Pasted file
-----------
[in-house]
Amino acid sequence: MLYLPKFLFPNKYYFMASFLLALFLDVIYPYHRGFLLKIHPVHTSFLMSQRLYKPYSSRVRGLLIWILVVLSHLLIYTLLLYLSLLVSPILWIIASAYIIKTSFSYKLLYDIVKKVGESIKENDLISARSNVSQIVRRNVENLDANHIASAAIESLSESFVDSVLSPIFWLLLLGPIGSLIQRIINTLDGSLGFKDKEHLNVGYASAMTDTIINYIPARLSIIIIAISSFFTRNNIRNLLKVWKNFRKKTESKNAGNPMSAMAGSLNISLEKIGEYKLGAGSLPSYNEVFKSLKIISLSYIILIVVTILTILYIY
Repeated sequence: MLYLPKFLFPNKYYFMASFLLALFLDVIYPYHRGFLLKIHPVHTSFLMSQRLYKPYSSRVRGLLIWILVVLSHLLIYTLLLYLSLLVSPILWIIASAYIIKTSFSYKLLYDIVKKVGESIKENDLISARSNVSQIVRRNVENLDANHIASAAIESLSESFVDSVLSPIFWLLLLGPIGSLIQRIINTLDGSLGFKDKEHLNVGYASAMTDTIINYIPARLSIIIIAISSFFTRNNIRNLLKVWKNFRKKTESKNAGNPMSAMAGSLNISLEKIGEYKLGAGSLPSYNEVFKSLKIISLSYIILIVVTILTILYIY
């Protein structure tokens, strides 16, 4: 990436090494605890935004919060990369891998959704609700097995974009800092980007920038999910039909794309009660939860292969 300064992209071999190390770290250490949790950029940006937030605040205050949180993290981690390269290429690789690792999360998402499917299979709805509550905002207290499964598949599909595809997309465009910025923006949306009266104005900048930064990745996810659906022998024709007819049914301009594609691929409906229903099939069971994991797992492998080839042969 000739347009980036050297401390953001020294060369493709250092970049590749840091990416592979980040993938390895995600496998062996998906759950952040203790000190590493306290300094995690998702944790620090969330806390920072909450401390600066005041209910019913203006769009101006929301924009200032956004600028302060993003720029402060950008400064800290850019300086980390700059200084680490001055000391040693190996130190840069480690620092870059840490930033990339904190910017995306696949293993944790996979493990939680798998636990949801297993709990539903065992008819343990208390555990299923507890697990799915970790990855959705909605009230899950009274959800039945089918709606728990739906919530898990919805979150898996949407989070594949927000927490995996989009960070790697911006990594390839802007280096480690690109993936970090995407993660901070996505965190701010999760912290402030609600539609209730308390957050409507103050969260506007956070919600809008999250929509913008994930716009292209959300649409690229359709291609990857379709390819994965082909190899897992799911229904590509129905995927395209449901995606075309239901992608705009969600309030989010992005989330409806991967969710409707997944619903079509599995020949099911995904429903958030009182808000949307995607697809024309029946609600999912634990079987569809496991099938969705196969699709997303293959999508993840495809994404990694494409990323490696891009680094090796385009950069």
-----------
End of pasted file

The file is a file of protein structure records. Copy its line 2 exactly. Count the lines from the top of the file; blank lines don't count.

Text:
Amino acid sequence: MLYLPKFLFPNKYYFMASFLLALFLDVIYPYHRGFLLKIHPVHTSFLMSQRLYKPYSSRVRGLLIWILVVLSHLLIYTLLLYLSLLVSPILWIIASAYIIKTSFSYKLLYDIVKKVGESIKENDLISARSNVSQIVRRNVENLDANHIASAAIESLSESFVDSVLSPIFWLLLLGPIGSLIQRIINTLDGSLGFKDKEHLNVGYASAMTDTIINYIPARLSIIIIAISSFFTRNNIRNLLKVWKNFRKKTESKNAGNPMSAMAGSLNISLEKIGEYKLGAGSLPSYNEVFKSLKIISLSYIILIVVTILTILYIY